If certains themes used here are recurrent in books of hours, however the iconographic cycle is not usual : several choices reveal a particular devotion for the Cross, the Passion, and more generally for Corpus Christi. The first sign of this particular devotion is the miniature on folio 55 : we can see a prying woman in front of the h-Holy Sacrament, which is a theme rarely depicted, and  probably  an allusion to the worship of the Holy Host in Dijon. Crucifixion is also presented in painted altarpieces in folio 23 (deads’ mass scene) and in folio 118 (martyr of saint Eutrope).

crucifixion retables

Horae ad Usum Parisiensem or Agnes of Bourgogne’s Book of Hours and Prayers, ar. 1460-65, Paris, Bibliothèque nationale de France, Latin 1183, f°23r et 118r (details)

Image Source : Horae ad usum Parisiensem

Miniatures in folios 138, 142 and 144 insist more on Christ’s suffering and Virgin’s pain : in each case, the cross take the central place in the image, reminding in an obvious way the Crucified in folios 13 and 65.

croix au centre

Horae ad Usum Parisiensem or Agnes of Bourgogne’s Book of Hours and Prayers, ar. 1460-65, Paris, Bibliothèque nationale de France, Latin 1183, f° 138r, 142r et 144v (details)

Image Source : Horae ad usum Parisiensem

crist en croix

Horae ad Usum Parisiensem or Agnes of Bourgogne’s Book of Hours and Prayers, ar. 1460-65, Paris, Bibliothèque nationale de France, Latin 1183, f°13r et 65r (details)

Image Source : Horae ad usum Parisiensem

The attitude of the Virgin, bended because of pain, is painted in the exactly same way in folios 65 and 144, in whose she occupies a central place in front of the empty Cross. We can notice the repetition of robbers’ pattern in both scene, which  recalls an eschatological thought by reminding  to believers Heavenly Judgment,  remission of offenses and penitence. In this way, in the last miniature, the one who recognized the Christ has his head bended, as sign of repentance, looking through the Christ ; this one has been moved down from the cross, and is stretched out and exhibited in an ostentatious way. This presentation of the Christ body closes the miniatures’ cycle, and invites the reader to contemplation, insisting on devotional symbolism.

folios 65 et 144

Horae ad Usum Parisiensem or Agnes of Bourgogne’s Book of Hours and Prayers, ar. 1460-65, Paris, Bibliothèque nationale de France, Latin 1183, f°65r et 144r (details)

Image Source : Horae ad usum Parisiensem

In conclusion, everything permits to imagine that Agnes of Bourgogne, duchess of Bourbon, was the recipient of this book of Hours, and the first who possessed it. It seems that she got this beautiful book of hours and prayers when she stayed in bourguignon Netherlands between 1462 and 1465 ; we also can suppose that her brother, Philip the Kind, asked its realization for her. The script might have been done by David Aubert, who was working for the Duke at this period ; the manuscript should allow to Agnes to adapt herself, in her prayers, to Bourgogne’s Court and to her host country. The miniatures present in this book recalls Jean Le Tavernier’s style and patterns, but are actually considered as made by an anonymous person. Anyway, this manuscript has his total place in the production of manuscripts in bourguignon Netherlands and in the collections of the most prestigious  groups of the Bourgogne and Bourbon’s Court. September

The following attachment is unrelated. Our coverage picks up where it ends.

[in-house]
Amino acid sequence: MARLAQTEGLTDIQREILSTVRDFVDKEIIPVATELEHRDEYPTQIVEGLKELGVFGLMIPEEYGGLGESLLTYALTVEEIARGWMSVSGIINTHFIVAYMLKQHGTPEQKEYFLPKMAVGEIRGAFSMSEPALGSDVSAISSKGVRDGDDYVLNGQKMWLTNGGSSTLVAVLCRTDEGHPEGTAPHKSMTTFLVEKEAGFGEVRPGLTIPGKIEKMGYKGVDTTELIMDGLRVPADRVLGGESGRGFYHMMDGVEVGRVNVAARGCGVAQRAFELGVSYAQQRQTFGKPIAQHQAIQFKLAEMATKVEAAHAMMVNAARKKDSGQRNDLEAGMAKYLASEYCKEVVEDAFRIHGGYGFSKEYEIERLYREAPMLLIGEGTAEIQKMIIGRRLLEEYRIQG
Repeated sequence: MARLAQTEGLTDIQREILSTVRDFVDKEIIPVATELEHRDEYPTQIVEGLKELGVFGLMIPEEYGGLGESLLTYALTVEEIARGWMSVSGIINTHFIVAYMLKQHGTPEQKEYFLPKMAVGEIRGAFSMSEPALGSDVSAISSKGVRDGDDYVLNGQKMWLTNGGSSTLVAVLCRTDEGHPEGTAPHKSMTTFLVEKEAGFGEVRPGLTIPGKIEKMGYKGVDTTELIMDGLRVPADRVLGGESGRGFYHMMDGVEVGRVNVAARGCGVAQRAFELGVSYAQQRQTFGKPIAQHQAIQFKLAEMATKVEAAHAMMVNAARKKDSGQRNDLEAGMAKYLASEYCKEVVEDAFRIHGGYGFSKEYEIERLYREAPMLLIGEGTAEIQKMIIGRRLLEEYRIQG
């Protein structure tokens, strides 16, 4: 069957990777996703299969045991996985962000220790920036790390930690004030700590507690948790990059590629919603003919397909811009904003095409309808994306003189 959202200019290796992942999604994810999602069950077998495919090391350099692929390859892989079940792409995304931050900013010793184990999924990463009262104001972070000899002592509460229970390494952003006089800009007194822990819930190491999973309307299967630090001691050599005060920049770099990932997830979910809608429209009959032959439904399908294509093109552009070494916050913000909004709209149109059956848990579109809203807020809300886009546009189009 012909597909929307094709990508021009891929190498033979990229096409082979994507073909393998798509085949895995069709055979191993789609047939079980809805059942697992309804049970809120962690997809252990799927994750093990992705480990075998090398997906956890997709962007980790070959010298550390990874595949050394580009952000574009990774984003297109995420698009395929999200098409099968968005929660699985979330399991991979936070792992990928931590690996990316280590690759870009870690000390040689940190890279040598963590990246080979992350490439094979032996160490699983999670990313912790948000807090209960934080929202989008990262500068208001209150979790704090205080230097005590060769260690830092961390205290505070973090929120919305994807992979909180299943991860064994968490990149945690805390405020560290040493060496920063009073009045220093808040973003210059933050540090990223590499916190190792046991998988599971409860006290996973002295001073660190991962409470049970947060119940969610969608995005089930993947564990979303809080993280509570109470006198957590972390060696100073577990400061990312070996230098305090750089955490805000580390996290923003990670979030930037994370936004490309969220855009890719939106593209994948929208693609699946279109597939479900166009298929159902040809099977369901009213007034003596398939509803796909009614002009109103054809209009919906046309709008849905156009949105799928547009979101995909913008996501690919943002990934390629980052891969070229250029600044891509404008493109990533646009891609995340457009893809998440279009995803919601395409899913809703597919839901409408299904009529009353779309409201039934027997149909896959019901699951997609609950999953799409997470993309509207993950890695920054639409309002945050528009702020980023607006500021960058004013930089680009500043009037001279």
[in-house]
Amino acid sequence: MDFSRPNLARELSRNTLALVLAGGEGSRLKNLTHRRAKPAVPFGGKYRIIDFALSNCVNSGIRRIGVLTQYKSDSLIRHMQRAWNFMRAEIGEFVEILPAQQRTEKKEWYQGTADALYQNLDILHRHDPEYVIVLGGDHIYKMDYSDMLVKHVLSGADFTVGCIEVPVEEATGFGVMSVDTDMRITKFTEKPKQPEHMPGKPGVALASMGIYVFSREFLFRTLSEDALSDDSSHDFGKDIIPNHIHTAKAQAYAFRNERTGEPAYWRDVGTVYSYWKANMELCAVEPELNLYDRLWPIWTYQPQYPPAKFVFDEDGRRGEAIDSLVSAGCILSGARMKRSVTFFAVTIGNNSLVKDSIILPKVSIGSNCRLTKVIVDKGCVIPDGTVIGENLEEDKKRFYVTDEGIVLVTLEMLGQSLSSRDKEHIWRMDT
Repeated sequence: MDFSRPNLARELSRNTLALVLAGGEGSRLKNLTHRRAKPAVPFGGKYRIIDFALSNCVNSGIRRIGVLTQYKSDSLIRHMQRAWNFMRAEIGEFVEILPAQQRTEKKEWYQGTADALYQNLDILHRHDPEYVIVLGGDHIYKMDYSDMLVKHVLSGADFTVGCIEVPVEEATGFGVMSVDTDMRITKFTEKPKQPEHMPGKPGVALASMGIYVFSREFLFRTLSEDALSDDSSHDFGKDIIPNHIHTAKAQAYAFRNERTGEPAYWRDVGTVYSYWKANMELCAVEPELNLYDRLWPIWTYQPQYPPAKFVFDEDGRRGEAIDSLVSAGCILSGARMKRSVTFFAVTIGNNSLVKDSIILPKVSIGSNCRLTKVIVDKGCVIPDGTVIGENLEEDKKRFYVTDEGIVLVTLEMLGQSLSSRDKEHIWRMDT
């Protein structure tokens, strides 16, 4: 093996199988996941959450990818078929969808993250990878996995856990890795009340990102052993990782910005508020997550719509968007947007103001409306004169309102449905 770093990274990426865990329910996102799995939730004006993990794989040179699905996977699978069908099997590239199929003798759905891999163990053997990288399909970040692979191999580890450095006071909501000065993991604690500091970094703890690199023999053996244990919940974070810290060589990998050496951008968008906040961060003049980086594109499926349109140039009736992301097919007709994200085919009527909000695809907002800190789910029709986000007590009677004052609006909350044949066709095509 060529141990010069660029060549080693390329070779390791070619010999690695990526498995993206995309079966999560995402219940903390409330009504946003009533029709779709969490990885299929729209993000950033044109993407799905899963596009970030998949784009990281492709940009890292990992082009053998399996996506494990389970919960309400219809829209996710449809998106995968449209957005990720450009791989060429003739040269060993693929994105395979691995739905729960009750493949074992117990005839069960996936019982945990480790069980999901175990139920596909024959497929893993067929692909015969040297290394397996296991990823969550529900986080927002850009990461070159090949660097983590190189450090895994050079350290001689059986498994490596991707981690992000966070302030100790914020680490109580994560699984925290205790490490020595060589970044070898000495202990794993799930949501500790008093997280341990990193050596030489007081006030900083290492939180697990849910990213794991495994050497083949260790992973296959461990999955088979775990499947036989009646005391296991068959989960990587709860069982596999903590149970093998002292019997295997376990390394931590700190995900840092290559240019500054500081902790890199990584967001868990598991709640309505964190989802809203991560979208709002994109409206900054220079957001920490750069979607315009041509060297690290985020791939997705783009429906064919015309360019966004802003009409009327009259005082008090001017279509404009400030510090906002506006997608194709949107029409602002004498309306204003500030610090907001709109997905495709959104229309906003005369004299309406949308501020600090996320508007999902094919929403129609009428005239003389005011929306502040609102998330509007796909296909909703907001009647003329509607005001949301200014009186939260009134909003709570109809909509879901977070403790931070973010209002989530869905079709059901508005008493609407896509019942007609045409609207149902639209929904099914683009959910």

Therese Kempf

UPJV – M2 Histoire de l’art

Bibliography :

Sophie CASSAGNES-BROUQUET, Book’s passion in the Middle Age, Rennes, éditions Ouest-France, 2003

Thierry CREPIN-LEBLOND (dir.), Royal Books of Hours – manuscripts’ painting in France’s Court at Henry II time, exhibition catalogue (Castel of Ecouen, National Museum of the Renaissance, 23 September – 13 December 1993), Paris, Réunion des Musées Nationaux, 1993

Jean VILBAS, Books of Hours at the use of Amiens and several other places…, exhibition catalogue (Amiens, City Library, 30 November 1998 – 27 February 1999), Amiens, 1999

« Le Livre-d’heures d’Agnès de Bourgogne », Art de l’enluminure, n°29n juin-juillet-août 2009

Webography :

BnF – Gallica – Horae ad usum Parisiensem

Fiche BnF du manuscrit Latin 1183

« Les miniatures flamandes« , exposition organisée par la BnF et la Bibliothèque Royale de Belgique, Paris, 06 mars – 10 juin 2012

Site de la Bibliothèque Royale de Belgique, La librairie des ducs de Bourgogne – Manuscrits conservés à la Bibliothèque Royale de Belgique

Dominique ALLARD (dir.), Les Heures de Tavernier, KBR, ms. IV 1290, Bruxelles, Fondation du Roi Baudoin, 2002

Bibliothèque virtuelle des manuscrits médiévaux

Votre commentaire

Entrez vos coordonnées ci-dessous ou cliquez sur une icône pour vous connecter:

Logo WordPress.com

Vous commentez à l’aide de votre compte WordPress.com. Déconnexion /  Changer )

Photo Google

Vous commentez à l’aide de votre compte Google. Déconnexion /  Changer )

Image Twitter

Vous commentez à l’aide de votre compte Twitter. Déconnexion /  Changer )

Photo Facebook

Vous commentez à l’aide de votre compte Facebook. Déconnexion /  Changer )

Connexion à %s